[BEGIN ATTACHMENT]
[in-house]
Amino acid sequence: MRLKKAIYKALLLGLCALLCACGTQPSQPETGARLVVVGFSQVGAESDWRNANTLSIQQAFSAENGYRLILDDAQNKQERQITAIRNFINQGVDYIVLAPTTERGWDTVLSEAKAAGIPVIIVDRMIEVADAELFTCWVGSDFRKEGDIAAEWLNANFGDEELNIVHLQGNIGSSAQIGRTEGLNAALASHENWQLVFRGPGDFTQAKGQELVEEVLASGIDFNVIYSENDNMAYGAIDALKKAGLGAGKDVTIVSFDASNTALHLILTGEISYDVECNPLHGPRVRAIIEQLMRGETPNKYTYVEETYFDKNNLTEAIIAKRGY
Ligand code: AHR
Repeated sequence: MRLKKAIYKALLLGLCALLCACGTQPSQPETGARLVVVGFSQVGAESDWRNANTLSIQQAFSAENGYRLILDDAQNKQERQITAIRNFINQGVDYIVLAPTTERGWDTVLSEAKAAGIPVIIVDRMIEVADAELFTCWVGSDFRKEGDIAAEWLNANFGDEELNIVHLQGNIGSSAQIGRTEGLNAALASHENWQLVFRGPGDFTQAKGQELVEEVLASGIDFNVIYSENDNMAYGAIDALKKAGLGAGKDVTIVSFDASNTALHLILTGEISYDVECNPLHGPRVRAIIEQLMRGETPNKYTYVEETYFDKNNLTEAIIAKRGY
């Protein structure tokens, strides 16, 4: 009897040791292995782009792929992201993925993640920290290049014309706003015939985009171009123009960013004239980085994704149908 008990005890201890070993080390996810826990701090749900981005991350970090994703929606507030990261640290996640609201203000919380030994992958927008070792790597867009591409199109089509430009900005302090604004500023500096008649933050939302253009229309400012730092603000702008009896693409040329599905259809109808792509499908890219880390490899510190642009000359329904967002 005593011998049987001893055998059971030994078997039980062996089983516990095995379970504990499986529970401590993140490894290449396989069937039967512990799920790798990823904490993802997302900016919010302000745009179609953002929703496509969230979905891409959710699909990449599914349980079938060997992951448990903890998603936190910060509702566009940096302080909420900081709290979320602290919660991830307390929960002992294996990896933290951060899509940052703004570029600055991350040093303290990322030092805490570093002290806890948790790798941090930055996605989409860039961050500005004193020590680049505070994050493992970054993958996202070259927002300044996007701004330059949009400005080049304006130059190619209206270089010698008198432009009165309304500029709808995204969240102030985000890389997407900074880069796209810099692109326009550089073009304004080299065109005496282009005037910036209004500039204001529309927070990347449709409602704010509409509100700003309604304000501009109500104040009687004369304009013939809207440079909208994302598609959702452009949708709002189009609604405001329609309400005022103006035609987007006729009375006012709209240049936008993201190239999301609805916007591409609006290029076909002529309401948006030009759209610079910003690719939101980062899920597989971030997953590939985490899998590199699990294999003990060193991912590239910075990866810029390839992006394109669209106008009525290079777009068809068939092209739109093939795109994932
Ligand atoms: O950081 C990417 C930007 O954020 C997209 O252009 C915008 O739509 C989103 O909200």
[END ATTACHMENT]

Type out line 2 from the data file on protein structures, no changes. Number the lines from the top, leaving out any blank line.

Amino acid sequence: MRLKKAIYKALLLGLCALLCACGTQPSQPETGARLVVVGFSQVGAESDWRNANTLSIQQAFSAENGYRLILDDAQNKQERQITAIRNFINQGVDYIVLAPTTERGWDTVLSEAKAAGIPVIIVDRMIEVADAELFTCWVGSDFRKEGDIAAEWLNANFGDEELNIVHLQGNIGSSAQIGRTEGLNAALASHENWQLVFRGPGDFTQAKGQELVEEVLASGIDFNVIYSENDNMAYGAIDALKKAGLGAGKDVTIVSFDASNTALHLILTGEISYDVECNPLHGPRVRAIIEQLMRGETPNKYTYVEETYFDKNNLTEAIIAKRGY